Do you remember the Wright Brothers? They were the two bicycle mechanics who pioneered the first airplane.
But did you also know that Dr. Samuel Langley, a professor of mathematics and astronomy at the Smithsonian Institute, was expected to do it before them? This brilliant scientist published books on the subject ten years before the Wright brothers even thought of flying their first plane. His experiments achieved such a high level of success, that the U.S War Department even funded him.
But on October 8, 1903 when Langley tried to fly his first bi-plane, it finished up in the water, not more than 50 yards from where it had taken off.
The New York Times blasted him and called it "A ridiculous fiasco." They wrote, "Man might fly one day - perhaps one to ten million years from now." But Langley was able to ignore their criticism and stay focused.
Two months later he tried again. And again he was unsuccessful. This time the wing supports broke as the plane took off, and it plunged upside down into a river. The pilot almost died.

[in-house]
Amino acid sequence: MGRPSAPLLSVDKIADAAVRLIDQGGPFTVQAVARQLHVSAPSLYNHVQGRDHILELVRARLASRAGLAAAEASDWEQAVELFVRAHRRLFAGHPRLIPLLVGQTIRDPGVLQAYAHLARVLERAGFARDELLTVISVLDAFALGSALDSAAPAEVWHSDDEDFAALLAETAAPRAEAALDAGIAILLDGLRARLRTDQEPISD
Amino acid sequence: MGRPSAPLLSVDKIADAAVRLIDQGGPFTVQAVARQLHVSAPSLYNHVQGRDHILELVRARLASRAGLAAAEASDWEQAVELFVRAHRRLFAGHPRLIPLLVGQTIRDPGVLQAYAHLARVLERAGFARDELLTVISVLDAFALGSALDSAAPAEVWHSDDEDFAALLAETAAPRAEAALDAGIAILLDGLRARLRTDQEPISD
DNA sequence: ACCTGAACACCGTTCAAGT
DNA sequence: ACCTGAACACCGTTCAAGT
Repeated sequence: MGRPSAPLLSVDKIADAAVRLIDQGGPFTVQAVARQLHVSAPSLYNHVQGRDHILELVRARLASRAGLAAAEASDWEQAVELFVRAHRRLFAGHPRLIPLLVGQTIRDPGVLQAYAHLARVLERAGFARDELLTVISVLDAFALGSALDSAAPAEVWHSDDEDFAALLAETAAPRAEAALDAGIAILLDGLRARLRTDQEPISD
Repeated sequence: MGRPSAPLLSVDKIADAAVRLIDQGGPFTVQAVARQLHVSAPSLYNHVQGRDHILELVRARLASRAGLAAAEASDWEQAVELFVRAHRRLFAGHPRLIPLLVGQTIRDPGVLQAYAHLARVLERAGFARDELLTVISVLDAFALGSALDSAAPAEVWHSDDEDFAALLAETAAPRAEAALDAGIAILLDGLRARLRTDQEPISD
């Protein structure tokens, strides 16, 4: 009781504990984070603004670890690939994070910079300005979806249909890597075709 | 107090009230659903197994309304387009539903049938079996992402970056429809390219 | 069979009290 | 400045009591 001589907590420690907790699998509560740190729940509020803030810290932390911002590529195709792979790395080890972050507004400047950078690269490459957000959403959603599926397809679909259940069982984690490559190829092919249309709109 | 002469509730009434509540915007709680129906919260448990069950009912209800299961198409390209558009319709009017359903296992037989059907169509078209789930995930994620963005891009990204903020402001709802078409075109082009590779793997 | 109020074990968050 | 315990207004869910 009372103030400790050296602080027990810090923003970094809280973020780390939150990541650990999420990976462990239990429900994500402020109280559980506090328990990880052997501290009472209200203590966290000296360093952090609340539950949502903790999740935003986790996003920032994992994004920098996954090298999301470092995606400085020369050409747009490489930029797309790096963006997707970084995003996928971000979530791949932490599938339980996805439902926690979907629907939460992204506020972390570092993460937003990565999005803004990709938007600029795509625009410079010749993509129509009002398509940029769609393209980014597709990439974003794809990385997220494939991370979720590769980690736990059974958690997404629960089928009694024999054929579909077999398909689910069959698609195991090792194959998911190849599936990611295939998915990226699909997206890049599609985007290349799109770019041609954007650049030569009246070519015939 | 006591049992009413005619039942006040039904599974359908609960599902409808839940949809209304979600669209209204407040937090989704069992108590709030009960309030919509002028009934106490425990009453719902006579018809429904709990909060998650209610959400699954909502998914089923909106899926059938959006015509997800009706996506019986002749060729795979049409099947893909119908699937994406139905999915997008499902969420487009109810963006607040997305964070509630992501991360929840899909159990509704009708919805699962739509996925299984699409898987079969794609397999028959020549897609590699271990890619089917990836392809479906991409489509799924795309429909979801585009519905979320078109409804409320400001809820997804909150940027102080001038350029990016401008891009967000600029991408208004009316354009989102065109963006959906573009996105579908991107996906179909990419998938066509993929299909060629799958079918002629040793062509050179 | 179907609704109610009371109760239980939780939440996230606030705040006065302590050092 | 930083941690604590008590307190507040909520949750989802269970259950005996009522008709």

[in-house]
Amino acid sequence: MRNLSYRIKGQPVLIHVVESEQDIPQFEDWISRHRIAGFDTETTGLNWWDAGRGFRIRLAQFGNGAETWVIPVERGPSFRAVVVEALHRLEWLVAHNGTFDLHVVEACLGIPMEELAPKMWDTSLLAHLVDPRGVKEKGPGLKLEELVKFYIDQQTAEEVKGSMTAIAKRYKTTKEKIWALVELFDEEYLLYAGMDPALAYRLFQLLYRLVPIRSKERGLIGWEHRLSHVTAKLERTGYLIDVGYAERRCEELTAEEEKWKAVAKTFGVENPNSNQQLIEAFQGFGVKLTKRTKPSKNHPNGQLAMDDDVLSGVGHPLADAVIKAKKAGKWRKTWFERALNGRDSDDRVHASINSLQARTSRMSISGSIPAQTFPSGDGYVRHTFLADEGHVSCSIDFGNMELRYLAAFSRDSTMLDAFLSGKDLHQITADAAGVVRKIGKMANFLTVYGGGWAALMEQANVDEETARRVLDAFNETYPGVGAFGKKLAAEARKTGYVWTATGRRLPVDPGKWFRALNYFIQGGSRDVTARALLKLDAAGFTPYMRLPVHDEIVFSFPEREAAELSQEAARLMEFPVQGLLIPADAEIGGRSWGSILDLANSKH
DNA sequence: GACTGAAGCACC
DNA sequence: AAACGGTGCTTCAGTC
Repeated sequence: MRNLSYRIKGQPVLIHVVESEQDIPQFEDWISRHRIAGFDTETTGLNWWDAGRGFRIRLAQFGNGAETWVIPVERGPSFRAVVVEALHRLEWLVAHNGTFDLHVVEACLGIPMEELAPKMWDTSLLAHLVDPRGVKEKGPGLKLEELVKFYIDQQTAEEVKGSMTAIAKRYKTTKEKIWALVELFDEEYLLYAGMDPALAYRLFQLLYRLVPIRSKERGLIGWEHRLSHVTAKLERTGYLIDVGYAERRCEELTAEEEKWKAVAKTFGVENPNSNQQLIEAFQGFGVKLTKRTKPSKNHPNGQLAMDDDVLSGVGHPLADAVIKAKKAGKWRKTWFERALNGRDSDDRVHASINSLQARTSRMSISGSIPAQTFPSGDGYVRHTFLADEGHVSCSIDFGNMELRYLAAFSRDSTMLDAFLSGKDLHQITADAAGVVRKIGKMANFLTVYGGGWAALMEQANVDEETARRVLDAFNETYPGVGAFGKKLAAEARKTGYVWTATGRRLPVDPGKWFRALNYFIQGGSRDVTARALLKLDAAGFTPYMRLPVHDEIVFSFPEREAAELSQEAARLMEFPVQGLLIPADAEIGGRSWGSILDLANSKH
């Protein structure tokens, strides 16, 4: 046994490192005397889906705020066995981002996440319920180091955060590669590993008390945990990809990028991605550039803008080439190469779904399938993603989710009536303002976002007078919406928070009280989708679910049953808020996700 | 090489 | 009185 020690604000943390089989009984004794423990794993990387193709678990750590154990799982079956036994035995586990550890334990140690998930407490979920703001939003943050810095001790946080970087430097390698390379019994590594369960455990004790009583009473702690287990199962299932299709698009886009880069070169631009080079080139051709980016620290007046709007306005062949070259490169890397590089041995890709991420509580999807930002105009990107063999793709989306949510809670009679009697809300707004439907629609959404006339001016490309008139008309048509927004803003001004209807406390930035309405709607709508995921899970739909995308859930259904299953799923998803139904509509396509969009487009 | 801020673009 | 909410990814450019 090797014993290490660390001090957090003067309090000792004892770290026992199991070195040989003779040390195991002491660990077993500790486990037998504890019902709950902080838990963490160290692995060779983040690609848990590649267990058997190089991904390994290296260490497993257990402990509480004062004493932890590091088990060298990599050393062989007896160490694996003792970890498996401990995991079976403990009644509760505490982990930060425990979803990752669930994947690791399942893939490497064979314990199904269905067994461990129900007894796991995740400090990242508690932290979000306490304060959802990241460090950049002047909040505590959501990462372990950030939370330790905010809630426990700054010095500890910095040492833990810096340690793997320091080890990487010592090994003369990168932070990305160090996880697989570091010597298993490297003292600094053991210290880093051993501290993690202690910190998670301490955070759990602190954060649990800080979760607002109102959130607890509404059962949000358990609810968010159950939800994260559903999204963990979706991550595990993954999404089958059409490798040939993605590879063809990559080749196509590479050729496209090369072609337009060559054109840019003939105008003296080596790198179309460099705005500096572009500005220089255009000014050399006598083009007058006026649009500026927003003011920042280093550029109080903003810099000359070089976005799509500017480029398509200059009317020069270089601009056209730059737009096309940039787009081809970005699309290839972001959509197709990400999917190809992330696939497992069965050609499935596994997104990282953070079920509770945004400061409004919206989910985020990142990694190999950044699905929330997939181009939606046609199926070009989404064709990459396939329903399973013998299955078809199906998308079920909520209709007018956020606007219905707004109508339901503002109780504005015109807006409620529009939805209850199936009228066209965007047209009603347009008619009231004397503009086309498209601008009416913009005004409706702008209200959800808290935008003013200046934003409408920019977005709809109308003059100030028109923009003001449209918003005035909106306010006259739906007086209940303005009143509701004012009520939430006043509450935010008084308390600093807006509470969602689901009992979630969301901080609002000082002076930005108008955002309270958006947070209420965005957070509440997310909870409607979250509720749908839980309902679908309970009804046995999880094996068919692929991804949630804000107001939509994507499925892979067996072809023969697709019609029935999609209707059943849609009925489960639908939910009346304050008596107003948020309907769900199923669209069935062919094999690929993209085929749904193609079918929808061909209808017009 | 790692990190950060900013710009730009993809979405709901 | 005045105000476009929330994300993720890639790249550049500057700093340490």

The newspapers labeled it, "Langley's Folly." Again the New York Times led the way; "We hope that Professor Langley will not put his substantial greatness in further peril by continuing to waste his time and money." This time Langley couldn't bounce back!
Soon after this he wrote, "I have brought to a close the portion of the work, which seemed to be specially mine. For the next stage the world may look to others." Deeply discouraged he gave up his life's dreams without seeing one of his planes in the air.
Nine days later, Orville and Wilbur Wright, with no education and no funds, flew their plane, Flyer I, over the sands of Kitty Hawk and into the history books.
A little over two years after his failure, Langley suffered a stroke and died. Sadly, while most of the world has heard of the Wright Brothers, he is almost unknown.
Why did Langley finally fail? Because he considered his failure to be final! Everybody fails. The winners are just the ones that keep getting back up again!